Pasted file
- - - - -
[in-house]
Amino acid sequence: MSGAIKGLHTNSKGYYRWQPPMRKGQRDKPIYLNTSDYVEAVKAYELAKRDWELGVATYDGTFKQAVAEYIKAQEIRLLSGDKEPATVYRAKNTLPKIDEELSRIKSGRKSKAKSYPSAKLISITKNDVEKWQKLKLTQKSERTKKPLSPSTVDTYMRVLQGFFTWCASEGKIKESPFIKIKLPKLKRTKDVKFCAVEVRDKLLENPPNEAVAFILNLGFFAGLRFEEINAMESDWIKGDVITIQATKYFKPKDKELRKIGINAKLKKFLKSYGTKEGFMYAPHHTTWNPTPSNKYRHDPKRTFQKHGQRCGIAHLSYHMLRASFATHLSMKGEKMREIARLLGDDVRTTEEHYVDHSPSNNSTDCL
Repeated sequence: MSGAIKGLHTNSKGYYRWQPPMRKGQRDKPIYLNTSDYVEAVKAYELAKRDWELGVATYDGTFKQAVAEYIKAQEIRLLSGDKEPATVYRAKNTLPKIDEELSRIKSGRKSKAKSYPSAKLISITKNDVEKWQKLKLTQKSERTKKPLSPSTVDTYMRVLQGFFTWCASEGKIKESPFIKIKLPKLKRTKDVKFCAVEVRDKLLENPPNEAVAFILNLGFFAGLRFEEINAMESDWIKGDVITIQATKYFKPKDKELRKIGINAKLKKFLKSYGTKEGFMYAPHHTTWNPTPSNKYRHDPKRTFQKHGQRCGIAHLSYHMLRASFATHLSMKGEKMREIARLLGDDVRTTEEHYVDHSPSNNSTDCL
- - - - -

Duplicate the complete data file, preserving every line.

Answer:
[in-house]
Amino acid sequence: MSGAIKGLHTNSKGYYRWQPPMRKGQRDKPIYLNTSDYVEAVKAYELAKRDWELGVATYDGTFKQAVAEYIKAQEIRLLSGDKEPATVYRAKNTLPKIDEELSRIKSGRKSKAKSYPSAKLISITKNDVEKWQKLKLTQKSERTKKPLSPSTVDTYMRVLQGFFTWCASEGKIKESPFIKIKLPKLKRTKDVKFCAVEVRDKLLENPPNEAVAFILNLGFFAGLRFEEINAMESDWIKGDVITIQATKYFKPKDKELRKIGINAKLKKFLKSYGTKEGFMYAPHHTTWNPTPSNKYRHDPKRTFQKHGQRCGIAHLSYHMLRASFATHLSMKGEKMREIARLLGDDVRTTEEHYVDHSPSNNSTDCL
Repeated sequence: MSGAIKGLHTNSKGYYRWQPPMRKGQRDKPIYLNTSDYVEAVKAYELAKRDWELGVATYDGTFKQAVAEYIKAQEIRLLSGDKEPATVYRAKNTLPKIDEELSRIKSGRKSKAKSYPSAKLISITKNDVEKWQKLKLTQKSERTKKPLSPSTVDTYMRVLQGFFTWCASEGKIKESPFIKIKLPKLKRTKDVKFCAVEVRDKLLENPPNEAVAFILNLGFFAGLRFEEINAMESDWIKGDVITIQATKYFKPKDKELRKIGINAKLKKFLKSYGTKEGFMYAPHHTTWNPTPSNKYRHDPKRTFQKHGQRCGIAHLSYHMLRASFATHLSMKGEKMREIARLLGDDVRTTEEHYVDHSPSNNSTDCL